Ministers boast that 40% of homes have “gone digital”, implying that we are well on the way to analogue switch-off. In truth, 8 million set-top boxes have been installed, and growth is sharply tapering off: effectively, the UK “lead” in digital TV take-up is simply a function of rapid transfer of analogue multi-channel homes to digital, in a falsely competitive market. “New” digital homes have been added at the rate of 2-3% a year. Meanwhile, the number of analogue devices awaiting upgrade is growing by 4 million televisions and a similar number of videos every year. This means that in the three years since the launch of digital TV, the UK has actually added a net 10-12 million devices to the analogue mountain that has to be climbed. We are further away from switch-off than before digital TV was launched.

No government can conceivably switch off analogue signals to the vast majority of televisions and video-recorders in people’s homes. So the pre-condition the government has set for analogue switch-off – 95% take-up of a single digital installation – is worthless. Even a digital home, on that definition, would lose three-quarters of its TV functionality at switch-off.

However, even reaching that 95% level is dauntingly difficult, because DTT signals are much trickier than analogue, disappearing rather than degrading when they are weak. The only way to reach anything like nationwide coverage for DTT would be to convert most of the analogue spectrum to digital: so defeating the object of selling off spectrum which originally underpinned the whole DTT project. Indeed, the government has now restricted its ambitions to recovering less than a third of the analogue spectrum for re-sale: and expectations for revenue derived have dropped to the £500 million level, almost certainly a great deal less than the physical cost of switch-off itself,

Think of London, with several million homes served by a single transmitter. Before switch-off could occur, every home would have to be visited to ensure that every set and video had been upgraded to digital. Not all of them would yet be able to receive a signal, so tests would have to be done in every home, to ensure that a signal would be receivable when DTT power was increased after analogue switch-off. About a third of homes would probably need new outdoor aerials. Just this task alone would take some years, and involve a continuous programme of signal measuring.

When Channel 5 conducted its video retuning exercise, it visited 10 million homes at a cost of £165 million. But this was a simple 10-minute procedure. Preventing signals interfering with videos was a screwdriver job. Ensuring DTT signals can be received on four or more televisions and videos might require half a day’s work and considerable expense to put right. Nationwide, I would guess that the task is 40 times more complex than retuning (which took 8 months) and 20 times more expensive. By my rough maths, that’s 27 years and £3.3 billion.

The BBC rejects these estimates, claiming that, as cheap free-to-air set-top boxes become available, millions will be installed, and that when the analogue system is switched off, DTT power can be increased so as to provide a proper DTT signal. However, whilst the signal is still weak and DTT coverage is still poor (the BBC has cut back the number of channels on DTT so as to increase coverage of the system as a whole, but it is still only 60% of UK homes), people will not install set-top boxes speculatively, however low the price falls. And unless boxes are installed for all TVs and videos, the analogue signal cannot be switched off. This is a chicken that cannot hatch its own egg.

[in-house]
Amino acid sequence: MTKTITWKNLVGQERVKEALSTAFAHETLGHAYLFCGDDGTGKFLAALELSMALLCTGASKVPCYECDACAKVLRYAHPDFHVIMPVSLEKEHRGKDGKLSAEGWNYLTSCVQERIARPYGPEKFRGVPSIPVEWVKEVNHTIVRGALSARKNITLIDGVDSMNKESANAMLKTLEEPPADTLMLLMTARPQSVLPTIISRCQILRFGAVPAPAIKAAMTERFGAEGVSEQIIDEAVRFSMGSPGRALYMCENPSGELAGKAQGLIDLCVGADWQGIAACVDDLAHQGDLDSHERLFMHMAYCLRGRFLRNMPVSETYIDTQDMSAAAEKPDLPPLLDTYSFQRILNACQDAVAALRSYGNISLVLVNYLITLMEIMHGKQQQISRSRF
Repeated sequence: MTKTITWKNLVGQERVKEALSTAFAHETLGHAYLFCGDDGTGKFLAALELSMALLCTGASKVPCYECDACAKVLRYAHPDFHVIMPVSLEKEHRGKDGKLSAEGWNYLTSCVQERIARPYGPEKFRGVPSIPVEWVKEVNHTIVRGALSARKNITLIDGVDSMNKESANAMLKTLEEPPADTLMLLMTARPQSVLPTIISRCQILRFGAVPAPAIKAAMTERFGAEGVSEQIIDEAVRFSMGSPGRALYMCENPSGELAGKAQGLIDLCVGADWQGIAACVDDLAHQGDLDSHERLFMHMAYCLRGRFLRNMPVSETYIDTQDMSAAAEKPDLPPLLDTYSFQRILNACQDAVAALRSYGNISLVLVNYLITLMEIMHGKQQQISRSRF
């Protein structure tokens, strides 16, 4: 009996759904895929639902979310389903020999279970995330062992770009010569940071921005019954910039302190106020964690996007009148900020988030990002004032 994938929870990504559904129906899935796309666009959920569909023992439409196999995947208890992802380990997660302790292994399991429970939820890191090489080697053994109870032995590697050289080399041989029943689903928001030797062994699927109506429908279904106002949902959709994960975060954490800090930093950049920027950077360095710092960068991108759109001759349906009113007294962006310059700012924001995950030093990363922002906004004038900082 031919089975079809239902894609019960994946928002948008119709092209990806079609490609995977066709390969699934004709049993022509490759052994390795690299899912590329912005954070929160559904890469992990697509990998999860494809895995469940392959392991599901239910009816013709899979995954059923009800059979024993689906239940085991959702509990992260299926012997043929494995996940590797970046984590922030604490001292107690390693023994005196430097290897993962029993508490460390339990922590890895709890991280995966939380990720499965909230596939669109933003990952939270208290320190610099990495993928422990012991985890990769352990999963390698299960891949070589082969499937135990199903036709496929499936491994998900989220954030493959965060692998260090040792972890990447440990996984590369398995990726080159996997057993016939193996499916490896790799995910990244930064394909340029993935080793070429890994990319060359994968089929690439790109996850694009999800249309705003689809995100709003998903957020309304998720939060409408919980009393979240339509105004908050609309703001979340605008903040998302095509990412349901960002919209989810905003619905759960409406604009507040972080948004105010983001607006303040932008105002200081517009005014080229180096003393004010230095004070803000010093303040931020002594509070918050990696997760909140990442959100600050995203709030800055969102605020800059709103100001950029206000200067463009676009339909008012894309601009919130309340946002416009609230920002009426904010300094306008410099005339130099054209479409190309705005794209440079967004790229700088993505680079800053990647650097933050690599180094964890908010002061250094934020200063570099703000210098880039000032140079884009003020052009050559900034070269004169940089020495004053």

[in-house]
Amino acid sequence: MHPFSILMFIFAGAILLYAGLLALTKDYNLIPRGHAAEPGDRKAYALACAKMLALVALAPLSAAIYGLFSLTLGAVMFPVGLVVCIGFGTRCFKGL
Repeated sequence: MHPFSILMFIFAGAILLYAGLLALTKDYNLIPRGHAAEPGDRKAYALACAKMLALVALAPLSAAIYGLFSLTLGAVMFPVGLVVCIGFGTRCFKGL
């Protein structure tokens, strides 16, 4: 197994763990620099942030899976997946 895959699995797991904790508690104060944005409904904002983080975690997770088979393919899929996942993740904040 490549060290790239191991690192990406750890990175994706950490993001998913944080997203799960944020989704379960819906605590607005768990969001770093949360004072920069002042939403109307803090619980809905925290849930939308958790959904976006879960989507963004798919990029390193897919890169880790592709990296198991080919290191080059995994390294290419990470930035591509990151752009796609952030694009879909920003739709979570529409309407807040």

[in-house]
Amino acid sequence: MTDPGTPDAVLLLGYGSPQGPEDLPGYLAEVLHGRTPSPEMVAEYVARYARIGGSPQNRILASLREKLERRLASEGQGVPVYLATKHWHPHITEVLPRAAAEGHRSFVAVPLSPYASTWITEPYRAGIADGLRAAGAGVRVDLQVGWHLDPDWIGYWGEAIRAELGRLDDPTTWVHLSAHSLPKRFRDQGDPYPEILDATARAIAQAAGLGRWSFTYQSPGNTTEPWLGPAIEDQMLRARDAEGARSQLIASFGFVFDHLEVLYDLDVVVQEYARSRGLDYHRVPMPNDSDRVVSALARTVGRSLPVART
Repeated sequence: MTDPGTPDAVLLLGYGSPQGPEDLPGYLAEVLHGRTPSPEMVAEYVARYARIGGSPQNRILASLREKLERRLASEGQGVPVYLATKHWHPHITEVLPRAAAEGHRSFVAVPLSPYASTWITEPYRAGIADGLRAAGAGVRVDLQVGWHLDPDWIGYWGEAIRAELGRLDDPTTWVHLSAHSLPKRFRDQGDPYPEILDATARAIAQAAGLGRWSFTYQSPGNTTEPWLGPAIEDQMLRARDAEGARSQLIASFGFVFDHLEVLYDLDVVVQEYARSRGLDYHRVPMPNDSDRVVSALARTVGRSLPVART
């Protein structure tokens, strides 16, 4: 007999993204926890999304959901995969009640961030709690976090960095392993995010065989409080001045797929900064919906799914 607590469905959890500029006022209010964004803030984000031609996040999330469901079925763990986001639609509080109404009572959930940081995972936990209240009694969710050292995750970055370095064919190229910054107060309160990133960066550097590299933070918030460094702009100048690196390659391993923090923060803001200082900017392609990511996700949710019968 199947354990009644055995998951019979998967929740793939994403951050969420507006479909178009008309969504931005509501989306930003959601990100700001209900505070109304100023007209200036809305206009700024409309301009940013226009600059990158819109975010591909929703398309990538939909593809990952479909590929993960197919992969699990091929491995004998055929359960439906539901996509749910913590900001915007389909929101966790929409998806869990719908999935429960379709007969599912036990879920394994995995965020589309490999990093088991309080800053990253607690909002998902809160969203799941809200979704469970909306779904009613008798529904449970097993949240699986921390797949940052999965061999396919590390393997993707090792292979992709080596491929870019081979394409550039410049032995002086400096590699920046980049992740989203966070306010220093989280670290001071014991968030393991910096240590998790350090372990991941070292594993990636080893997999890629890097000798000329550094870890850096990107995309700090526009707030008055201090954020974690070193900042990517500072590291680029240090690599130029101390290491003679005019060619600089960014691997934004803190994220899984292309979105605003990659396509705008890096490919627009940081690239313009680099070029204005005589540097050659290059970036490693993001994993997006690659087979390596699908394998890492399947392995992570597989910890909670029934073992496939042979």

Costs of ambition : the politics of technology

In any event, the physical cost of switch-off is only a fraction of the total DTT bill, none of which – by the way – actually guarantees that we will ever achieve analogue switch-off.

First, there are transmission costs. For commercial companies, these are absorbed in the general inducements they have been granted, but the BBC’s are a direct cost to the licence payer: say, £30 million a year at the moment, rising as more DTT transmitters are deployed, plus the costs of marketing DTT – another £15 million a year – that the BBC promised the ITC as part of its campaign to win the re-advertised DTT licences

But on top of that is the cost of new BBC digital services. It is inconceivable that these would have been authorised purely for transmission on cable and satellite. Their £200 million a year current cost – due to rise considerably over time – can surely be attributed entirely to the decision to launch DTT. Indeed, it is reasonable to assume that the BBC’s main reason for now underwriting DTT as a platform is to preserve that £200 million a year of revenue. And the BBC’s ability to give a long-term undertaking to the ITC to sustain DTT is based on ministerial pronouncements that the licence fee is safe for another 15 years (even though review of the BBC’s Charter, expiring in 2006, has not yet even begun!). So a public body (the ITC) secures agreement from another public body (the BBC) to spend more public money on a non-commercial venture in order to protect the BBC’s access to yet more public money devoted to ventures that should never have been funded out of the licence fee.

The fact is that, in 1999, a government-appointed panel investigating the BBC’s bid for more cash to fund additional free-to-air digital channels concluded that an additional digital licence fee was the best way to do so, payable by those who could receive these services. But this eminently fair solution was overturned under pressure from the commercial operators, who feared it might inhibit digital take-up: so ITV’s brief foray into digital pay-TV led it to join BSkyB in opposing the digital licence fee. The result was that the main licence fee was increased instead: an outcome that was in due course to devastate ITV’s free-to-air service, as it found itself facing an overwhelmingly rich BBC just as advertising revenues collapsed.